If you invested in some initial public offerings during the past year, you’ve probably made some nice gains. Some of the biggest IPO success stories have included doublers like cloud-based app providers ServiceNow (NYSE:NOW) and Workday (NYSE:WDAY).
But despite the euphoria found among many newly public companies, we’ve also seen our share of downright awful offerings.
Here’s a look at a few of the more notable failures:
Midstates Petroleum (NYSE:MPO) got off to a good start when it came public in April 2012, returning 15% on its first day, but things have only gotten worse since then.
MPO, which was founded about 20 years ago, is an oil and gas exploration and development company that is focused on the Upper Gulf Coast Tertiary of Louisiana and in the Mississippi areas. A key strategy has been to use sophisticated technologies — 2-D and 3-D seismic data — to locate deposits in areas that were once considered to be barren. Horizontal drilling and fracking also have been key.
However, crude oil prices have been weak lately, and for a company like MPO — which does not have a diversified footprint across various business segments like a Chevron (NYSE:CVX) or Exxon Mobil (NYSE:XOM) — that means the core business is vulnerable to drops in cash flows.
Envivio (NASDAQ:ENVI) went public in late April at $9 a share, then dropped like a rock.
Envivio develops software for Internet-based video processing that helps deliver higher speeds and quality while compressing the storage.
The problem? The company has felt the residual pain from sluggish global economic growth as telecom and cable customers cut back on spending. Revenues have decelerated — a trend that likely will continue.
While there were a few doubts about the Facebook (NASDAQ:FB) IPO amid all the pre-offering euphoria, few imagined how bad the deal would end up being.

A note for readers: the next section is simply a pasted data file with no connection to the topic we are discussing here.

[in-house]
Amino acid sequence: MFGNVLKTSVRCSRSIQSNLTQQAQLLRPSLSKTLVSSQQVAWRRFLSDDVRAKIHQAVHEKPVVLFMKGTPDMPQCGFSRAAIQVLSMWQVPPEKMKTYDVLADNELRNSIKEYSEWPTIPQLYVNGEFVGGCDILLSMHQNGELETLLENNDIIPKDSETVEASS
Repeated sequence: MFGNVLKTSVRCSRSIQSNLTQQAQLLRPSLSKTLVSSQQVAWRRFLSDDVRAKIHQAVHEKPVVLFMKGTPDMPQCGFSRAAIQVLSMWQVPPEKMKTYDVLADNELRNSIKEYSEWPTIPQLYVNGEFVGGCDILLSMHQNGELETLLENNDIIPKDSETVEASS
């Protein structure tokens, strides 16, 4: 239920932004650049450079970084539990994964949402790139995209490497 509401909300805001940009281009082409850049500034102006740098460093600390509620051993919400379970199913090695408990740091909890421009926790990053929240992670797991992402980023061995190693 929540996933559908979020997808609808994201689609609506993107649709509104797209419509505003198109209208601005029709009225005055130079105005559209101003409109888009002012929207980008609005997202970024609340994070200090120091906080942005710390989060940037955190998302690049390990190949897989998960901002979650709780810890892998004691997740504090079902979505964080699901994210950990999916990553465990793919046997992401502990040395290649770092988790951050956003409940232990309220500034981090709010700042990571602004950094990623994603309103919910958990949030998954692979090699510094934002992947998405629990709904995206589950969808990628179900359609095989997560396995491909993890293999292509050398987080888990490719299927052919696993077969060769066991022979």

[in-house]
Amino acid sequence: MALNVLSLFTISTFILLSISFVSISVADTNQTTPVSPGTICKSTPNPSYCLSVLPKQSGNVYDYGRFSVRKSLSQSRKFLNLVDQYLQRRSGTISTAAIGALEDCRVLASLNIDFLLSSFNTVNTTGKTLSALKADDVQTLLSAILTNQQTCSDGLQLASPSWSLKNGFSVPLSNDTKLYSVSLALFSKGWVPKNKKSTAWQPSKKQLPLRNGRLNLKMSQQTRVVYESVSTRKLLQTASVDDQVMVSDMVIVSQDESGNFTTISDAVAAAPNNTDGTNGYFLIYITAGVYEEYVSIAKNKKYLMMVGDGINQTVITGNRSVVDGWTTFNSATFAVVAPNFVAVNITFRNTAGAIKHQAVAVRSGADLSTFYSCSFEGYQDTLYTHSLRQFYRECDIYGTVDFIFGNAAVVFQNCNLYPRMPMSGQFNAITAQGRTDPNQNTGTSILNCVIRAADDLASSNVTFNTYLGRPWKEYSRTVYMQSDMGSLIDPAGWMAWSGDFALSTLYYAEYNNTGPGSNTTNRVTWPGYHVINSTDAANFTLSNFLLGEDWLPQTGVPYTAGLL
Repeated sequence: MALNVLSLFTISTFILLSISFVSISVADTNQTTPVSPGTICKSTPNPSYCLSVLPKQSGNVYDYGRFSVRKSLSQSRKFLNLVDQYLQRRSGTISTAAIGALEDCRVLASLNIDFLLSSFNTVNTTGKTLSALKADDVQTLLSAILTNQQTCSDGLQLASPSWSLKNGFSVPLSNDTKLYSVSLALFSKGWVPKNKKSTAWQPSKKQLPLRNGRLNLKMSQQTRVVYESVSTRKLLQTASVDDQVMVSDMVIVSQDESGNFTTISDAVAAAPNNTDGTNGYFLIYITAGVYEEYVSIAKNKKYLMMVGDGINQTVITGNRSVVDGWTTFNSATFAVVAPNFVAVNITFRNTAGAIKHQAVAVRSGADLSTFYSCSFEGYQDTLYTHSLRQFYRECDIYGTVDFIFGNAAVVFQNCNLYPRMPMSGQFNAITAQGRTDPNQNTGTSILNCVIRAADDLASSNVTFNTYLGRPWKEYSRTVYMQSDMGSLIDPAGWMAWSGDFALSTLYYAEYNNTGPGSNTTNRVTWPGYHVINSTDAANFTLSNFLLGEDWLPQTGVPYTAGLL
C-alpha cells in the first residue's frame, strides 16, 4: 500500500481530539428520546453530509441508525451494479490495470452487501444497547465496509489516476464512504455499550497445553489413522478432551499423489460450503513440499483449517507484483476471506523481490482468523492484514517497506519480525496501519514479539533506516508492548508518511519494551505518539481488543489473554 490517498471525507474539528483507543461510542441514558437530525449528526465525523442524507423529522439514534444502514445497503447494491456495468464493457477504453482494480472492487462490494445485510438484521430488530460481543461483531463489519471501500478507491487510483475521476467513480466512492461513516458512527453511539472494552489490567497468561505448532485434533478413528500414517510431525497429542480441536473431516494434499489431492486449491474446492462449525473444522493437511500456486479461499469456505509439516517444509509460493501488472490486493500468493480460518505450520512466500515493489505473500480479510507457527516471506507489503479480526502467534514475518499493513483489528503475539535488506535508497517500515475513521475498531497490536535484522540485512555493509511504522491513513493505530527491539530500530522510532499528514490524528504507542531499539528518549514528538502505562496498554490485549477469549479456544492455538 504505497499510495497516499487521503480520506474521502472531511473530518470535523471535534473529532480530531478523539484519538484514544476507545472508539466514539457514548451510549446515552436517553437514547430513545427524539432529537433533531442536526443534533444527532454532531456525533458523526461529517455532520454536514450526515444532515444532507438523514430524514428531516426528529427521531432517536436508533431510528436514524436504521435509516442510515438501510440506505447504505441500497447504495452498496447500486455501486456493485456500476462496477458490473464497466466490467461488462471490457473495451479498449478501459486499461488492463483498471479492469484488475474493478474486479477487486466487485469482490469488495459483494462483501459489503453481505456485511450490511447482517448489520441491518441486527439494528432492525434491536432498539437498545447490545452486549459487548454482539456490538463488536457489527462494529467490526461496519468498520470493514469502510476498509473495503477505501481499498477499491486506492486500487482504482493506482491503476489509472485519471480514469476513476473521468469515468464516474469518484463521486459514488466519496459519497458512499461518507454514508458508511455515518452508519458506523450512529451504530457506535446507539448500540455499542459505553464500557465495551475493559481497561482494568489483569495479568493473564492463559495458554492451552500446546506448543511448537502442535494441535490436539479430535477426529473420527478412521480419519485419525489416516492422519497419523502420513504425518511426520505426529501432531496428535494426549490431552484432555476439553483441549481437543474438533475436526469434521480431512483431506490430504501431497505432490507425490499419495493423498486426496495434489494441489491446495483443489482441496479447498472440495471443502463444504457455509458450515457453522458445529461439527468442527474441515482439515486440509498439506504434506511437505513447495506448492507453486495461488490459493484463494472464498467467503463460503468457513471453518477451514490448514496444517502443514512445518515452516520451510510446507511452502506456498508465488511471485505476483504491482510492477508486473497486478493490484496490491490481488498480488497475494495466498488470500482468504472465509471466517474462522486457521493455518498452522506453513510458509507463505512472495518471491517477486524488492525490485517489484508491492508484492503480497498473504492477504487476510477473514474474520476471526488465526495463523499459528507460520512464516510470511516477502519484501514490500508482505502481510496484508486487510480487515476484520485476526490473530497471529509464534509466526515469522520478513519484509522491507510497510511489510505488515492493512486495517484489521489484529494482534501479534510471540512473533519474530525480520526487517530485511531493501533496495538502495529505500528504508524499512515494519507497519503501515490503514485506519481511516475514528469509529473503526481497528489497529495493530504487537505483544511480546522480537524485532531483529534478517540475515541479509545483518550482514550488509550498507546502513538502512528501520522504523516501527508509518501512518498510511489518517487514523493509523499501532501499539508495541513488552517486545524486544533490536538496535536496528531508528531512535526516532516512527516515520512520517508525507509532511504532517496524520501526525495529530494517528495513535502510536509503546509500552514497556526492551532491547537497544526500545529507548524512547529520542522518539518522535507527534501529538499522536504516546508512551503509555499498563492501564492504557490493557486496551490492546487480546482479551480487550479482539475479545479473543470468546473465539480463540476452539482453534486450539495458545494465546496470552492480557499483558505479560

A series of botches hampered the offering, and by early September, FB stock dropped to a low of $17.55.
Of course, Facebook has curbed its IPO woes, as CEO Mark Zuckerberg seems to have responded to the brutal plunge. He quickly dropped his idealistic ways and started to talk about mobile and monetization, with those efforts having worked so far and shares rebounding about 50% off the bottom.
Nonetheless, the IPO remains a big loser for early investors, even if the $16 billion windfall was a big win for Facebook.
Professional Diversity Network
Professional Diversity Network (NASDAQ:IPDN) is in a hot category, operating websites that allow networking for professionals, with a focus on Hispanic and black clients.
Investors were hoping that this company would be another LinkedIn (NYSE:LNKD), which has gained more than 300% from its May 2011 IPO.
However, IPDN is a very small player — last year, revenues improved only 11% to a mere $6.2 million — and has demonstrated how tough it can be for microcap deals to perform.
WhiteWave Foods’ (NYSE:WWAV) IPO doesn’t look horrible on the surface, with the company just slightly down since its October offering.
Instead, the disappointment is found in the context.
WhiteWave operates in the natural and organic foods industry, so investors were expecting a nice move to the upside like other IPOs in the space: Annie’s (NYSE:BNNY, +96%), or then there’s Natural Grocers by Vitamin Cottage (NYSE:NGVC, +55%).
However, IPO valuations can get out of whack sometimes, and WhiteWave investors learned that the hard way as the company left little room for investors to make a buck.
Tom Taulli runs the InvestorPlace blog IPO Playbook. He is also the author of High-Profit IPO Strategies, All About Commodities, and All About Short Selling. Follow him on Twitter at @ttaulli. As of this writing, he did not hold a position in any of the aforementioned securities.